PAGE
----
Kate Monahan shares her experience with putting Carolyn See’s “charming note” idea into practice.
“These notes are like paper airplanes sailing around the world, and they accomplish a number of things at once. They salute the writer (or editor or agent) in question. They say to him or her: Your work is good and admirable! You’re not laboring in a vacuum. There are people out in the world who know what you do and respect it.”
“These are paper airplanes of affection. They are the glue of human sweetness in literary society.”
Tip of the hat: Mark Levy
From a story on NPR about measuring the structural integrity and speed of the brain’s white matter:
Haier says the good news is that we’re not necessarily stuck with the brain, or the brain speed, we inherit. He says thinking is like running or weightlifting. It helps to have certain genes. But anyone can get stronger or faster by working out.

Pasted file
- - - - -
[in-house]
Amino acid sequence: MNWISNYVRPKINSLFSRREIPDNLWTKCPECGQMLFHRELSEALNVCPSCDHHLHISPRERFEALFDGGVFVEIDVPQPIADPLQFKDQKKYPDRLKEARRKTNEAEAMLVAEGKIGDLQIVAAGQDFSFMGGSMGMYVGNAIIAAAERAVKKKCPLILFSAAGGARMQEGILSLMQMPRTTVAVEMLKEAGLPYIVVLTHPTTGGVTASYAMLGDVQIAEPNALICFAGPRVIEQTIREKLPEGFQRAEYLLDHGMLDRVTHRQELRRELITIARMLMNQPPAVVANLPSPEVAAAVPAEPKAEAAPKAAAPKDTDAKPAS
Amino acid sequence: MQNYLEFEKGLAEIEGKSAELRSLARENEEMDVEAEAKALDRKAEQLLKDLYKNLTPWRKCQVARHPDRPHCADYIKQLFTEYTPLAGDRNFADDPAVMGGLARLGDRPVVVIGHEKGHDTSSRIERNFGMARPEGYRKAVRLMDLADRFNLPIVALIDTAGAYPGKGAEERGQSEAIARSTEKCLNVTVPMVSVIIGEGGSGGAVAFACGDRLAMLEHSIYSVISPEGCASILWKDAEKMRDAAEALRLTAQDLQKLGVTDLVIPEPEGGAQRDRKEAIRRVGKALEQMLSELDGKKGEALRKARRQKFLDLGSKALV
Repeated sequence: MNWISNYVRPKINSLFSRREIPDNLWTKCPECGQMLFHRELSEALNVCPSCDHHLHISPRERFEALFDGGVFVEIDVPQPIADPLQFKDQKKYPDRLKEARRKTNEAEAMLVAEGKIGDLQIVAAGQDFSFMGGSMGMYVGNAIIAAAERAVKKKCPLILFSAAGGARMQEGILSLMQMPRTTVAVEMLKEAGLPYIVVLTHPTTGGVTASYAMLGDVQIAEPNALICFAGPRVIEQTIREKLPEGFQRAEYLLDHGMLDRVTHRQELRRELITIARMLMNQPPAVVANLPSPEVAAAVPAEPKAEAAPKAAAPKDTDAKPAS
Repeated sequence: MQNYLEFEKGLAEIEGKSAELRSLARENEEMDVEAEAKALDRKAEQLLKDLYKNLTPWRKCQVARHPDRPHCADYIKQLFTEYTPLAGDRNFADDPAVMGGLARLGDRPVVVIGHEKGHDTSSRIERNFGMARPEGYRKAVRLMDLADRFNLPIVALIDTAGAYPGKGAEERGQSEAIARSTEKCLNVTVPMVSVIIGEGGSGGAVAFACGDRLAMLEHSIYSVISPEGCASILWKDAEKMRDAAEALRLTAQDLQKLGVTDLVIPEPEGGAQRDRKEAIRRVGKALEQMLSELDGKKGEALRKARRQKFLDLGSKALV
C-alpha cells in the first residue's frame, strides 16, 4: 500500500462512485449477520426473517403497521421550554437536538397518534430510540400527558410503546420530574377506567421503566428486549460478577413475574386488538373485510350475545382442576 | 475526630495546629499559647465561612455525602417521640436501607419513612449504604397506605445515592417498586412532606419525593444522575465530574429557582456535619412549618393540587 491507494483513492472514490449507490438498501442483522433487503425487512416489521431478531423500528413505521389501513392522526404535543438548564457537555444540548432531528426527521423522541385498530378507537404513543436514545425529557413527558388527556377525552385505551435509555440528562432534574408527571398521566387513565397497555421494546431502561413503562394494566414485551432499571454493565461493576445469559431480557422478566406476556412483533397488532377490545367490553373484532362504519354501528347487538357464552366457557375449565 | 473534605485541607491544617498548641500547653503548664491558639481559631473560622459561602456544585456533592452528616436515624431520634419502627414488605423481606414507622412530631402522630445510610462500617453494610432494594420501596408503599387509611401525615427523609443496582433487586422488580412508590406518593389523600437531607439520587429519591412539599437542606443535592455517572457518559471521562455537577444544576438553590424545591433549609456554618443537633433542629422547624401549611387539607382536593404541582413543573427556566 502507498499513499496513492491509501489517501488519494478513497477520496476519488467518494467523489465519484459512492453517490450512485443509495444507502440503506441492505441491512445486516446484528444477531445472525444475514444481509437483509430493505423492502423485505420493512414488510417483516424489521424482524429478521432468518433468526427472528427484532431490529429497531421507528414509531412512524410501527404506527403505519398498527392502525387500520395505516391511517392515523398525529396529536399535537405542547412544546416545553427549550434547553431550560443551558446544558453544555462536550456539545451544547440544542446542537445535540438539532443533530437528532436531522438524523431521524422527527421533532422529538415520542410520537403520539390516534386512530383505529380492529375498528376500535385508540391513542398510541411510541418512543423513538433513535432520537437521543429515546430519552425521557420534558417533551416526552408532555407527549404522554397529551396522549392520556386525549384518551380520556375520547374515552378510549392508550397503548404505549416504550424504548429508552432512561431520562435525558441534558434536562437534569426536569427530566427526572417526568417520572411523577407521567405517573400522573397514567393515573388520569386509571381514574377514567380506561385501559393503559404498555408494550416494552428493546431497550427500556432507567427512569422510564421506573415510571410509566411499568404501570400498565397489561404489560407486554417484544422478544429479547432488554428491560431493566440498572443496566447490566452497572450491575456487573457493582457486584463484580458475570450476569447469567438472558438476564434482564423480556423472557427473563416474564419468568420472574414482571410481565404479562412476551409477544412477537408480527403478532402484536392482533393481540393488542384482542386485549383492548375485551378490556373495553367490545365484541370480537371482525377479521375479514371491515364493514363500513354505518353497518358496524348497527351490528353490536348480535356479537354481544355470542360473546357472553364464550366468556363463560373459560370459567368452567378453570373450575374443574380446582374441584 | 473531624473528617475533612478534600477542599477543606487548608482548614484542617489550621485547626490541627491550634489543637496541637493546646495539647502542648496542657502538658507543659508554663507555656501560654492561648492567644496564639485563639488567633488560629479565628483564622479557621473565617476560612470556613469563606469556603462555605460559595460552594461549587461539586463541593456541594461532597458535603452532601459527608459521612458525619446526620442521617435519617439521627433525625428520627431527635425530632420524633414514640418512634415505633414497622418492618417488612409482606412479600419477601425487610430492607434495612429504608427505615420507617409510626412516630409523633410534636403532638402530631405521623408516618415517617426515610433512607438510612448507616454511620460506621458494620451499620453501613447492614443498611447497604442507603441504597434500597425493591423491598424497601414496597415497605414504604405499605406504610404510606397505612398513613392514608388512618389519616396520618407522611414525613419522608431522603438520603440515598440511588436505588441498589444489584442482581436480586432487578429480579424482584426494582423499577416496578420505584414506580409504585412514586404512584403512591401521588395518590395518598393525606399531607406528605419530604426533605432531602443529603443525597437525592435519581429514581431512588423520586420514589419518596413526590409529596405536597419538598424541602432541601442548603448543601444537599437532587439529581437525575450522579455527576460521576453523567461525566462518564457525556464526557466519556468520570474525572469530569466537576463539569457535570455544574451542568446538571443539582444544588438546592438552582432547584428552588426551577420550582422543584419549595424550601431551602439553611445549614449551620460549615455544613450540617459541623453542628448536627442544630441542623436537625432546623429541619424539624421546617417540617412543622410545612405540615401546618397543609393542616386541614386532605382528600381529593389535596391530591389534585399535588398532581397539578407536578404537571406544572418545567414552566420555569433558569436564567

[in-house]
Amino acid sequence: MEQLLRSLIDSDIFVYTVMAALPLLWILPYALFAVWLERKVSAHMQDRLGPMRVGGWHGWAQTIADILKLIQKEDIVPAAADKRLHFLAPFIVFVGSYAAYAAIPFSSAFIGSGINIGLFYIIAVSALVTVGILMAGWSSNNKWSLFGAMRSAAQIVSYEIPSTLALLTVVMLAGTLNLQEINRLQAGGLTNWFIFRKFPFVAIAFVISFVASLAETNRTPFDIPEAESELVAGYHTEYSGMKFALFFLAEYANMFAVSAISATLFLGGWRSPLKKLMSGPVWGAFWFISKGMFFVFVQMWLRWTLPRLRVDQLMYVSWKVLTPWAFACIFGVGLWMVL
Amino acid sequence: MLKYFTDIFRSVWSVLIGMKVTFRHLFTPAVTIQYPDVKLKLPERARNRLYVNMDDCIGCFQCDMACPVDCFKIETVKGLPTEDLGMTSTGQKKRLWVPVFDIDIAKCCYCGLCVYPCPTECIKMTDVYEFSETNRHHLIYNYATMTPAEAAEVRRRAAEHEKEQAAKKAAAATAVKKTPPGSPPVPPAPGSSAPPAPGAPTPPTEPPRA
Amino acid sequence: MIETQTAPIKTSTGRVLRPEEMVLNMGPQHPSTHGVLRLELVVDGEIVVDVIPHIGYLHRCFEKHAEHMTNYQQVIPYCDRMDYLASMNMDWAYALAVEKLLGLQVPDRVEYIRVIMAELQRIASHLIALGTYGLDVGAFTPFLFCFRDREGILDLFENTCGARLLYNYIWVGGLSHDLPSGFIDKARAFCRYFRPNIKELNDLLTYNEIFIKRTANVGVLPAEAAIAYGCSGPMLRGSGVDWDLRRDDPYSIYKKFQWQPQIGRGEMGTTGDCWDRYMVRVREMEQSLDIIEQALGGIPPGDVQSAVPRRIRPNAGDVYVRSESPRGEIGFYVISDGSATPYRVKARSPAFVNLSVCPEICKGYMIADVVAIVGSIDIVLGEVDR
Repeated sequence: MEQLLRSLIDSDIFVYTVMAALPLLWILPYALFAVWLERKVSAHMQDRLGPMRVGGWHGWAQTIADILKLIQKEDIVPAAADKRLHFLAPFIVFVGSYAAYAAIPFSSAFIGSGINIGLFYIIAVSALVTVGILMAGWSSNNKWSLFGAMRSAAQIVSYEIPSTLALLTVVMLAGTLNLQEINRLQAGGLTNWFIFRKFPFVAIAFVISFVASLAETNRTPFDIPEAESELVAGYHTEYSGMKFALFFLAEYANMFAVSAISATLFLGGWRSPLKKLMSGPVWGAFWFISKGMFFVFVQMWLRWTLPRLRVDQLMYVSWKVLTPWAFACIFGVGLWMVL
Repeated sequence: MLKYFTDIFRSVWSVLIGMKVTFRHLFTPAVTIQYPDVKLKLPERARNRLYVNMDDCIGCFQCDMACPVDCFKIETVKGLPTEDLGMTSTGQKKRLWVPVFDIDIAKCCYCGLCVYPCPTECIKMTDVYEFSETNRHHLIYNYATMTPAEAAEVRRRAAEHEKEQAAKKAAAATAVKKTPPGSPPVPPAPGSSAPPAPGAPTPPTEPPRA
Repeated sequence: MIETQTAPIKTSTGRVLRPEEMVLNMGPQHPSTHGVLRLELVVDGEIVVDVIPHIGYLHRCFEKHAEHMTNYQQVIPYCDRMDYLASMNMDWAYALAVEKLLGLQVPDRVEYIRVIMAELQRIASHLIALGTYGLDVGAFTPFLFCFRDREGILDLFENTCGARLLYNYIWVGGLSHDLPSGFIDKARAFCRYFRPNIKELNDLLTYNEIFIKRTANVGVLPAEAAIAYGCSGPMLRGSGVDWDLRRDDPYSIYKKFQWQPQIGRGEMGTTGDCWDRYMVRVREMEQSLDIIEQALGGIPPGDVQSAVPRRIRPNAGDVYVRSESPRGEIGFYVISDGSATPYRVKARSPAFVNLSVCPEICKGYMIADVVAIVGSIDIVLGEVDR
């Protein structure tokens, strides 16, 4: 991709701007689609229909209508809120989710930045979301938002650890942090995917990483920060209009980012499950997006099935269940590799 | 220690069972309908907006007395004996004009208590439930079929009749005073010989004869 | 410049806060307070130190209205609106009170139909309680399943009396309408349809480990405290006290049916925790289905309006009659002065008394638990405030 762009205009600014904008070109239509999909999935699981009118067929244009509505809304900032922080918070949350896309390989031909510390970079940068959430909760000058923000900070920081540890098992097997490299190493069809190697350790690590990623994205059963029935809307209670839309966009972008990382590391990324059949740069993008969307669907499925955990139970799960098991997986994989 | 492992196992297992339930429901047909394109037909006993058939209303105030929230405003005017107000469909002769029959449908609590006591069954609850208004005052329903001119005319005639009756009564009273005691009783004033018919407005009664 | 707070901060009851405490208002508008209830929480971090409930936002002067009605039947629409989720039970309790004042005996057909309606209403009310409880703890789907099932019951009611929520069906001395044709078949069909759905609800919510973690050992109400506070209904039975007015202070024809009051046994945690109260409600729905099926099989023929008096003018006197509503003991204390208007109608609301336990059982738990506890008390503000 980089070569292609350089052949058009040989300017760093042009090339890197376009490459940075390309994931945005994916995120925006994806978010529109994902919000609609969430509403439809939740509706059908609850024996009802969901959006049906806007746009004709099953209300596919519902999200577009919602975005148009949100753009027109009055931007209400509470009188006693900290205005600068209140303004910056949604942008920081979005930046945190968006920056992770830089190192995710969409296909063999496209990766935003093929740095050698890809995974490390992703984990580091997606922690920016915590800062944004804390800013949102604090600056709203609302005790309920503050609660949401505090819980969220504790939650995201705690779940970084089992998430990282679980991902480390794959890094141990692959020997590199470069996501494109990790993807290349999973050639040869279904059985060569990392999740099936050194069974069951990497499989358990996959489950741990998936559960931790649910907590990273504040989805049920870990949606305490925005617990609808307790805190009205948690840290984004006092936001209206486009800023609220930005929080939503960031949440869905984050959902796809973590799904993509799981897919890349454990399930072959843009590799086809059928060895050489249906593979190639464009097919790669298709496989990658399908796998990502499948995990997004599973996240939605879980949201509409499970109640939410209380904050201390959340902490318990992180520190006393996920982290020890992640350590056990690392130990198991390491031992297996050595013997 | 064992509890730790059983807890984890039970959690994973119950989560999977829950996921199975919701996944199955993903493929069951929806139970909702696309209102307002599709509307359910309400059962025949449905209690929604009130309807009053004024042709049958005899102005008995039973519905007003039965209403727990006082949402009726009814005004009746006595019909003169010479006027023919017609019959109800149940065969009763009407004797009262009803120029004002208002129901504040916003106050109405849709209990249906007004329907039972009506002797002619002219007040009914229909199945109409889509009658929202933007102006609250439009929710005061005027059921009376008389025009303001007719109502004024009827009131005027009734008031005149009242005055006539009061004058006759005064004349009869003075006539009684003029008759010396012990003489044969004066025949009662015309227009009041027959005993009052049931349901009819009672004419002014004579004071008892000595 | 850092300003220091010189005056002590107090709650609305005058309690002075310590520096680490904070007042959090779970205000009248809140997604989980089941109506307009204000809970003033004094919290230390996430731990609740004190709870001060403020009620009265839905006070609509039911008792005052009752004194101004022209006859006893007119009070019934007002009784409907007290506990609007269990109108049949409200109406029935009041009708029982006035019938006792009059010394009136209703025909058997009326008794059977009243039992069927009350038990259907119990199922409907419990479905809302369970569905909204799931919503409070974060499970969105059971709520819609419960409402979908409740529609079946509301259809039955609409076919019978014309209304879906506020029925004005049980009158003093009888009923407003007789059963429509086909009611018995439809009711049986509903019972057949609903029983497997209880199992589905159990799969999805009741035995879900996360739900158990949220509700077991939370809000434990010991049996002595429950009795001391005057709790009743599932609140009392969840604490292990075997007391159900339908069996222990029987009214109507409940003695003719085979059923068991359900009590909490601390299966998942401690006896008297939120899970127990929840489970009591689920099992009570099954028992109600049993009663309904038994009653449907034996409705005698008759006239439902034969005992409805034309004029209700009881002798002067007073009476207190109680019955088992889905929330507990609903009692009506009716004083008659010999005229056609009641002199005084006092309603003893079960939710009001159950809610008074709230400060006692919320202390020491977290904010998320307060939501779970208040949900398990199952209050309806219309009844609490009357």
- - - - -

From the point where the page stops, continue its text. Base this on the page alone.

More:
The brain is like a muscle, Haier says: “The more you work it the more efficient it gets.”
So people who practice the violin, or do math problems, or learn a foreign language are constantly strengthening certain pathways in their brains.
And Thompson notes that our brains, unlike our bodies, peak relatively late in life.
“The wires between the brain cells, the connections, are the things that you can modify throughout life,” he says. “They change and they improve through your 40s and 50s and 60s.”